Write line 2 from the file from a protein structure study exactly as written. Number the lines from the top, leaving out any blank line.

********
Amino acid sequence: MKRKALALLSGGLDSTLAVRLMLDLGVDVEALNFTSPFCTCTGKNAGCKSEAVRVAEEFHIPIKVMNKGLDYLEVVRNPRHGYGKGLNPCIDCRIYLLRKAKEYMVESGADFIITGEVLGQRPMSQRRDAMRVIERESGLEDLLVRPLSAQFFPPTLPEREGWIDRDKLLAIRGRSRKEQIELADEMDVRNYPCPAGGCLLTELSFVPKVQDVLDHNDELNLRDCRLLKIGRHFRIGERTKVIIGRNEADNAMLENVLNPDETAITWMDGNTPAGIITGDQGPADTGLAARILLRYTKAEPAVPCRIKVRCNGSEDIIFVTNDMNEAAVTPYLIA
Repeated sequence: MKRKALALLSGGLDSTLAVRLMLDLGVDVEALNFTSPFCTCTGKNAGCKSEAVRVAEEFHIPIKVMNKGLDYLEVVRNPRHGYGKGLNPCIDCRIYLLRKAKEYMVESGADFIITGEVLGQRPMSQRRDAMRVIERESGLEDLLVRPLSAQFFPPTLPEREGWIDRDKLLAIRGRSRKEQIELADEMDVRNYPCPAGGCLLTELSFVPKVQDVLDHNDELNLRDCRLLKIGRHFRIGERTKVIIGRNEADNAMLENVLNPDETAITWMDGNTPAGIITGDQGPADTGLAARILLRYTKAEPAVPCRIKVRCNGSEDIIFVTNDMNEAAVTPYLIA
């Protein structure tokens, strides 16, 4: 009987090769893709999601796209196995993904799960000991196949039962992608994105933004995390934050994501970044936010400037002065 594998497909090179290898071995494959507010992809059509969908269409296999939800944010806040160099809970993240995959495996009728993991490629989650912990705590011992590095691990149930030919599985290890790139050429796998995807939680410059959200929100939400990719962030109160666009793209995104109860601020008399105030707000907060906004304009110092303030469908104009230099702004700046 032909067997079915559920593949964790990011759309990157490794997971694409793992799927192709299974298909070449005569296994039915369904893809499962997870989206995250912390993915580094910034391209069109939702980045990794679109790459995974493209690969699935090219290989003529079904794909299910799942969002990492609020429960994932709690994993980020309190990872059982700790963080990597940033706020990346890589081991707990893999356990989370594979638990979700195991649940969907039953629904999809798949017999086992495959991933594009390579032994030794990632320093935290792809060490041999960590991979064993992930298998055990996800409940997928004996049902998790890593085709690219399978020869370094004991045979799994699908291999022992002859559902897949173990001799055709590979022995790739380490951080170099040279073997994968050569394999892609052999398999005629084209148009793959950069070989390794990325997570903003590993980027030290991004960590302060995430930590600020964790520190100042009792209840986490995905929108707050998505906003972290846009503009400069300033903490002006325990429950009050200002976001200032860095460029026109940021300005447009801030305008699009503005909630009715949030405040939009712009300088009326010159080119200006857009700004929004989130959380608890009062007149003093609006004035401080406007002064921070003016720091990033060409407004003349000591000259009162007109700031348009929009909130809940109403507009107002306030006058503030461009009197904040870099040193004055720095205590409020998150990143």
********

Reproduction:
Repeated sequence: MKRKALALLSGGLDSTLAVRLMLDLGVDVEALNFTSPFCTCTGKNAGCKSEAVRVAEEFHIPIKVMNKGLDYLEVVRNPRHGYGKGLNPCIDCRIYLLRKAKEYMVESGADFIITGEVLGQRPMSQRRDAMRVIERESGLEDLLVRPLSAQFFPPTLPEREGWIDRDKLLAIRGRSRKEQIELADEMDVRNYPCPAGGCLLTELSFVPKVQDVLDHNDELNLRDCRLLKIGRHFRIGERTKVIIGRNEADNAMLENVLNPDETAITWMDGNTPAGIITGDQGPADTGLAARILLRYTKAEPAVPCRIKVRCNGSEDIIFVTNDMNEAAVTPYLIA